I would never want to underestimate the power of resolve, that state of mind where tenacity and firm determination help you accomplish something difficult or out of the ordinary. I would say I had resolve, for example, when I earned my college degree – and paid for my education myself. But I have to admit that I wouldn’t consider myself a resolute person.
That’s one reason I don’t make New Year’s resolutions. Another reason is that resolutions usually don’t lead to the success you hoped for. A resolution presumes you can change things in your life just by making the decision to do so. On the contrary, true and lasting change is most often the result of making a commitment, followed by series of deliberate choices.
Though resolutions can help you to identify areas of your life that you would like to improve, such as your health, your relationships, or your finances, they can’t give you any concrete measure of success along the way. This is largely because resolutions are typically expressed in broad, shapeless statements, such as, “I will enjoy life more this year.” Or “This will be the year I finally get my finances under control.”
Without a clear picture of what it means to enjoy life more or have your finances under control, you’ll likely abandon your resolutions. As a result, you’ll end up feeling discouraged—even powerless—to affect change in your life.
Thankfully, there is a more effective way to accomplish what you want to do in 2011. By setting goals, instead of making resolutions, you’ll be able to create a more realistic, successful plan for the year to come. Goal setting will let you take the statement, “I will enjoy life more this year” and turn it into a series of measurable steps.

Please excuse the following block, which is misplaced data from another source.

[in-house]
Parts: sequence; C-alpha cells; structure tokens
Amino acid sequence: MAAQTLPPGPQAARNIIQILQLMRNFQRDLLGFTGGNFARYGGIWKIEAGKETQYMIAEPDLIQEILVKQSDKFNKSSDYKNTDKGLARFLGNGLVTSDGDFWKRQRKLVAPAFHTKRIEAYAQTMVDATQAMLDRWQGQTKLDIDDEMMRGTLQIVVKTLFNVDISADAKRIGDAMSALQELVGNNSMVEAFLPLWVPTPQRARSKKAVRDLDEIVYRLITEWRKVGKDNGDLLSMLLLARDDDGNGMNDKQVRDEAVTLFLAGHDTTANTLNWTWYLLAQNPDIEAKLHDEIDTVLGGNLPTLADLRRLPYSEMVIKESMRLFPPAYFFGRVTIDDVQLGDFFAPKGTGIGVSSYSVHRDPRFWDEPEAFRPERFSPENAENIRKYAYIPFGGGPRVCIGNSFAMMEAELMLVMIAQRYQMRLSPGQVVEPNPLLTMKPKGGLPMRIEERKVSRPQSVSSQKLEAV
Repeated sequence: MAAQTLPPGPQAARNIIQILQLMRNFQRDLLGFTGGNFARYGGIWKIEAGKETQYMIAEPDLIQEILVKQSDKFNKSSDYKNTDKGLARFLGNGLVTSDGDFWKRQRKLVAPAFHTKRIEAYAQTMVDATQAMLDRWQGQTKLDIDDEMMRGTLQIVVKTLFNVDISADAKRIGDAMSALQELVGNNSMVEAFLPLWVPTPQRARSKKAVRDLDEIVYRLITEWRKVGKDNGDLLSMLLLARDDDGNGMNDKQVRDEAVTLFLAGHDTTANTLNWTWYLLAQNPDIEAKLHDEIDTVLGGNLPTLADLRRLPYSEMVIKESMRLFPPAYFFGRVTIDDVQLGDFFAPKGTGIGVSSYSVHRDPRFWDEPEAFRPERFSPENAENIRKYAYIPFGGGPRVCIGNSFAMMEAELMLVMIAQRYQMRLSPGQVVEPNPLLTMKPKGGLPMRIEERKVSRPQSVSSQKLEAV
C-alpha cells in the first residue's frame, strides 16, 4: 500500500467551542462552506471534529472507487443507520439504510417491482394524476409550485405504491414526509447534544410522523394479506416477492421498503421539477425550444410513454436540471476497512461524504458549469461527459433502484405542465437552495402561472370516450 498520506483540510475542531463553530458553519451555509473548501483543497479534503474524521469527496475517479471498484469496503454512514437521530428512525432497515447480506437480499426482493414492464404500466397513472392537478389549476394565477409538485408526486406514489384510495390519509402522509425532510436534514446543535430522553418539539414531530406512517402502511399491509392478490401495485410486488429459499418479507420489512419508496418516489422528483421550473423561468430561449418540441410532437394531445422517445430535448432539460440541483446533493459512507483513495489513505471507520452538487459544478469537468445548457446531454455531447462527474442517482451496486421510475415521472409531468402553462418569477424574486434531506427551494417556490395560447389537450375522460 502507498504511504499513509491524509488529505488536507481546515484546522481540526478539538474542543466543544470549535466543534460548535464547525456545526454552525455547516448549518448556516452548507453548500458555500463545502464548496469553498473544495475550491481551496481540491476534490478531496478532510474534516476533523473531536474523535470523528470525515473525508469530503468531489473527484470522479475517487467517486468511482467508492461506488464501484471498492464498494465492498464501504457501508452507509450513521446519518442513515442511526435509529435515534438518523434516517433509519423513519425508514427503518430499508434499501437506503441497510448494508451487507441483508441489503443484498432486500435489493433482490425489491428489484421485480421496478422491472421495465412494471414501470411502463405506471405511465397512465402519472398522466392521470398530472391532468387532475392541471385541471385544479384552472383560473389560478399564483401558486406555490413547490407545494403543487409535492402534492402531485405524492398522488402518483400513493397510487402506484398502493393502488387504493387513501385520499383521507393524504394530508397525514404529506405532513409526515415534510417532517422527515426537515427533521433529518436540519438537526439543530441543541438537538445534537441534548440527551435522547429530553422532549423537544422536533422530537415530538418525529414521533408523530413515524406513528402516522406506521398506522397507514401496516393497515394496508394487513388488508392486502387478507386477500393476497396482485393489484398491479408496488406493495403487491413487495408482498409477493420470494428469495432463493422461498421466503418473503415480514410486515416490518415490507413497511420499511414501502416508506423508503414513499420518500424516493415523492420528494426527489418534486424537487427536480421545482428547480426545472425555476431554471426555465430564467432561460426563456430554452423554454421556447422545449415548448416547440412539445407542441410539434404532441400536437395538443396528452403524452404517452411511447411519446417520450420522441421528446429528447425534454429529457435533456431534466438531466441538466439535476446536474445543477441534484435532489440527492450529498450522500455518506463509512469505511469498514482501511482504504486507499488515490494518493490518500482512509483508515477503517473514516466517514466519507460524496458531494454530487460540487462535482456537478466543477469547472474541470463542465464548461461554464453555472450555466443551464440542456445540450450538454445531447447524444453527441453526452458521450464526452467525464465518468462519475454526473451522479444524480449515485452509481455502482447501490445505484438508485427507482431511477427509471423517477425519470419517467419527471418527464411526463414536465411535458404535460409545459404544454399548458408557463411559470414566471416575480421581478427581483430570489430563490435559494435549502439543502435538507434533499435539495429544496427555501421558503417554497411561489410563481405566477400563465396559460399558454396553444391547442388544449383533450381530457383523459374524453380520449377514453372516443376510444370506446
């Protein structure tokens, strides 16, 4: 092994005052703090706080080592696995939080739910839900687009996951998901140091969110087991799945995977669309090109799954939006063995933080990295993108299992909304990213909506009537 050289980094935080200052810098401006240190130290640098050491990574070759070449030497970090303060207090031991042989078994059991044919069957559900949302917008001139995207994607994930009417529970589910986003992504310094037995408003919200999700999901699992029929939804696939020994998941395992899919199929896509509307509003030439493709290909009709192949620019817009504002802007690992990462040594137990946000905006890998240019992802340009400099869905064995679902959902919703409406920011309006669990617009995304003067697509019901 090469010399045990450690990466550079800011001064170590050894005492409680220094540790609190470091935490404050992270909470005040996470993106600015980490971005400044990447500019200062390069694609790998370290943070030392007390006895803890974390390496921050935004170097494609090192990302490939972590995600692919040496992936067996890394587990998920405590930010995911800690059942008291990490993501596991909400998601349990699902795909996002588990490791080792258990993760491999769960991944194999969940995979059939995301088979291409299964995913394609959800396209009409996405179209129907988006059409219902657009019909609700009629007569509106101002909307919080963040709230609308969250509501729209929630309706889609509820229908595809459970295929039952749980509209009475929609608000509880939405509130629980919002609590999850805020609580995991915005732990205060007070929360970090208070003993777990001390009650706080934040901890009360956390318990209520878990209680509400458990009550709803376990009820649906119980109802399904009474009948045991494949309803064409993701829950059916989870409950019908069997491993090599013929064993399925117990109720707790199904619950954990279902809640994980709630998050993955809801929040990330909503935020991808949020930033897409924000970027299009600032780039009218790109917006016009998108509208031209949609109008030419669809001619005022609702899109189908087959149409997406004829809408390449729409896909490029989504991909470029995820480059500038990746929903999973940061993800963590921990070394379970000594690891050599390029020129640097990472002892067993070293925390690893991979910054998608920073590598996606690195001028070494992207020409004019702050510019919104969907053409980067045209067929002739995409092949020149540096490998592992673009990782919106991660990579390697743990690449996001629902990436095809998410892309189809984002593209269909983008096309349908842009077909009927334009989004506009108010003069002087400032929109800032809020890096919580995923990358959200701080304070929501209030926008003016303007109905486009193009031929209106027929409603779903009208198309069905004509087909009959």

To begin, you need to ask yourself this basic question: What will I need to do in order to enjoy my life more? Do you need to work less, carve out more time for hobbies, or reduce your debt? Will being better organized or cooking more meals at home help you reduce stress and improve your life? Or, will starting an exercise plan move you closer to the life you desire?
Next, you can set attainable goals. If you want more time to enjoy a favorite hobby, for example, what else are you willing to give up? If you want to devote more time to writing, you may need to get up a few minutes earlier, spend less time online, or commit to writing during your lunch hour. Your goal, then, might be something like this: I will get up early three days a week and write for at least 30 minutes.
With this goal, you’ll know if you’re making progress. You’ll also recognize when your plan isn’t working. If you end up hitting the snooze button four times, rather than getting up to write, you may want to adjust your goal and write for 20 minutes in the evening.
You can apply the same methods to other types of goals, as well. If you want to pay down your debt this year, determine how much you can realistically afford to repay. Then, consider ways you can reach your goal; taking a part-time job, selling an asset, or redirecting money you normally would have spent on eating out are all possible options.
Setting a goal as we start a new year is a worthy task. If you map out small steps to achieve your goal and resolve to stick with them, you can change your finances, or your life, for the better.